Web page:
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Well, it’s 2012 and the year starts off with yet another breach – 24 million records this time. Fortunately there is positive news to go along with this story. The good news is, according to Tony Hsieh the CEO of Zappos, the database that controls credit cards and other payment data was not affected nor was it accessed. The bad news however is that one or more of the following types of information were taken: customer names, e-mail addresses, billing and shipping addresses, phone numbers, the last four digits of customer’s credit card numbers, and “cryptographically scrambled” passwords, which most likely means they were hashed. Hashed passwords are a good security practice, but it is a method that an attacker can circumvent, especially if the password is weak. So what do you do?


Change your Passwords (Passwords not Password)

The number one recommendation SecureState makes when a breach like this occurs is to immediately change your password on Zappos’ website and to any other site sharing a similar password. Generally it is never a good idea to share passwords across many websites. SecureState recommends using a password management software such as KeePass to store passwords for multiple websites. Fortunately Zappos has expired and reset all customer passwords, so when you visit, click on “Create a New Password” in the top right of the window and follow the steps from there to access your account again.


Be aware of Social Engineering Techniques aimed at getting your information for OTHER sites

SecureState also recommends customers to be wary of phishing emails. Attackers will use the personal information gained in attacks like this to “Spear Phish”. Spear Phishing is a targeted email that appears to come from a “trusted source” in order to gain additional information. For example, a spear phishing emails could attempt to coerce the victim into entering personal information on a crafted website. Zappos’ customers should be advised that Zappos will never contact you asking for personal information or account information in an email. Customers should exercise caution if they receive any emails or phone calls that ask for personal information or direct them to a website where you are asked to provide personal information.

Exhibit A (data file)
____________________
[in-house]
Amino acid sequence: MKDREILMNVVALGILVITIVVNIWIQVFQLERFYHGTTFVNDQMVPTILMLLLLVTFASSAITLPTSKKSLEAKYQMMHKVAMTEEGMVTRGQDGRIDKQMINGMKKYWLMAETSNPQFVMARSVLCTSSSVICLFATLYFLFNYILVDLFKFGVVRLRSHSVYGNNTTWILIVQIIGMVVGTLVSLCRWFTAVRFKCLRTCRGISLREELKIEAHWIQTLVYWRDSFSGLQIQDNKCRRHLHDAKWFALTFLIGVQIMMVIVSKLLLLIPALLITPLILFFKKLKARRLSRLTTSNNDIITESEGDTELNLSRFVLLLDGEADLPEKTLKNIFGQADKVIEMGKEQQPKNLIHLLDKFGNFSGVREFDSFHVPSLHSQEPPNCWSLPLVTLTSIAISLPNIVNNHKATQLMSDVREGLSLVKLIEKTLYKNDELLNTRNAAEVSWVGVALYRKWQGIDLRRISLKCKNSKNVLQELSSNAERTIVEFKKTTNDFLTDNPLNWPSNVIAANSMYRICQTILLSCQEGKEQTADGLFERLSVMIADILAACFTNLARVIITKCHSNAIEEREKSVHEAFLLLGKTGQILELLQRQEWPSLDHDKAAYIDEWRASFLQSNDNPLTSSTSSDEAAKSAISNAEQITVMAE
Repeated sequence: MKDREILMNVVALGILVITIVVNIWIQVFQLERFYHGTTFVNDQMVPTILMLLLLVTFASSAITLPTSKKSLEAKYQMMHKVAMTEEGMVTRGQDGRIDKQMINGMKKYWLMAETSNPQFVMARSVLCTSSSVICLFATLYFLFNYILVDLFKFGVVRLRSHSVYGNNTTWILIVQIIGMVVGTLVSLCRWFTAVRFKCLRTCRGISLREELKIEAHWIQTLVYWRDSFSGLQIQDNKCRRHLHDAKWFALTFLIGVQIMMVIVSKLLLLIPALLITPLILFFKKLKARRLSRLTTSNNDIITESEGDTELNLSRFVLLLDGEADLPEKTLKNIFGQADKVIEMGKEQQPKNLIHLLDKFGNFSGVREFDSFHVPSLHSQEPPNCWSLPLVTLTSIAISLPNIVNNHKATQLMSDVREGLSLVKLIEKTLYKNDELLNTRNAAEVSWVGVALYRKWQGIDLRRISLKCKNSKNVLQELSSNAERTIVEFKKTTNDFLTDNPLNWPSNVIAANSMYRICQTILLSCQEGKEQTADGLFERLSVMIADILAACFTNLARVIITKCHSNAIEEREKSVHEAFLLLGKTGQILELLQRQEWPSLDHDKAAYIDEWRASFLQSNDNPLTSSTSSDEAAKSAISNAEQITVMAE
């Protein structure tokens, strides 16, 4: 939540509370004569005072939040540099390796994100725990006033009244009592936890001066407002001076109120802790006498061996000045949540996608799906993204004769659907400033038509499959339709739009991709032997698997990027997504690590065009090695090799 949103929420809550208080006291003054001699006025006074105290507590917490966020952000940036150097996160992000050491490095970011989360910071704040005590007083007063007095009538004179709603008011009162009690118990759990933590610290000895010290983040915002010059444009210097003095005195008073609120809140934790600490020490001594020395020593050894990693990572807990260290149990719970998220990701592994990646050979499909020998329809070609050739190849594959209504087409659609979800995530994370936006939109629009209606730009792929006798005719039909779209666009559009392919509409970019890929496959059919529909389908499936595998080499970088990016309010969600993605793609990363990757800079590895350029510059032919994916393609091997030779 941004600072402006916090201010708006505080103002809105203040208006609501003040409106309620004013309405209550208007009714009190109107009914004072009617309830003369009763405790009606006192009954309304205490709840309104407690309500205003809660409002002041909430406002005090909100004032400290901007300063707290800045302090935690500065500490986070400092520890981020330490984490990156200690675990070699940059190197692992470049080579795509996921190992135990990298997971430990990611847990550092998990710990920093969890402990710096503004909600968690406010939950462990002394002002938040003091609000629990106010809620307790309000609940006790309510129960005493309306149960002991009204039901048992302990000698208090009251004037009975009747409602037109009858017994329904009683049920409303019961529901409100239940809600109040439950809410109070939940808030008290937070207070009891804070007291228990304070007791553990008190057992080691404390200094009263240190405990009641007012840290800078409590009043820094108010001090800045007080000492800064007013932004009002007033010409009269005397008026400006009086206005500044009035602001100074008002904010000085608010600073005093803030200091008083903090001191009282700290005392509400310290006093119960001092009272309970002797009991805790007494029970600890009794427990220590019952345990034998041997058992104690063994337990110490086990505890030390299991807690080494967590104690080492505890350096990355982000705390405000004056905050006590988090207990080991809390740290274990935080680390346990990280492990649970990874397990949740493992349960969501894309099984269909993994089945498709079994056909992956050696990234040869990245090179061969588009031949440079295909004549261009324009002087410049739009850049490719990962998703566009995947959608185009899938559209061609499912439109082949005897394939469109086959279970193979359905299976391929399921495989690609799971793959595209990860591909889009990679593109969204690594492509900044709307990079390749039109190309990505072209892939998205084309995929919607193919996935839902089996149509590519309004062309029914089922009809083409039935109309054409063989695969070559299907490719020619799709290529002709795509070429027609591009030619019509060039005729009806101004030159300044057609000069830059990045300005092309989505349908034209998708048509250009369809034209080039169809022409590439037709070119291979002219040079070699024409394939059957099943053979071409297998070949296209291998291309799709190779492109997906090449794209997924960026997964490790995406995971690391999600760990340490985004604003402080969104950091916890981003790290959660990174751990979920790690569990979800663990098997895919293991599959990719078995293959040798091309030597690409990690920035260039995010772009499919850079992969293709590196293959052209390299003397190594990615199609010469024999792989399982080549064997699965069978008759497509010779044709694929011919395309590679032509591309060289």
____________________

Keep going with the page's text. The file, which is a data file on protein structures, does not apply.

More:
Below is part of the email that was sent by Mr. Hsieh to his employees:

Date: Sun, 15 Jan 2012

From: Tony Hsieh (CEO –

To: Zappos Employees Subject: Important – Security

Dear Zappos Employees – Please set aside 20 minutes to carefully read this entire email.

We were recently the victim of a cyber attack by a criminal who gained access to parts of our internal network and systems through one of our servers in Kentucky. We are cooperating with the FBI to undergo an exhaustive investigation.

Because of the nature of the investigation, the information in this email is being sent a bit more formally, and unfortunately we are not able to provide any more details about specifics of the attack beyond what is in this email and the link at the end of this email, but we can say that THE SECURE DATABASE THAT STORES OUR CUSTOMERS’ CRITICAL CREDIT CARD AND OTHER PAYMENT DATA WAS NOT AFFECTED OR ACCESSED.

The most important focus for us is the safety and security of our customers’ information. Within the next hour, to ensure a greater level of security, we will begin the process of notifying the 24+ million customer accounts in our database about the incident and help step them through the process of choosing a new password for their accounts. (We’ve already reset and expired their existing passwords.)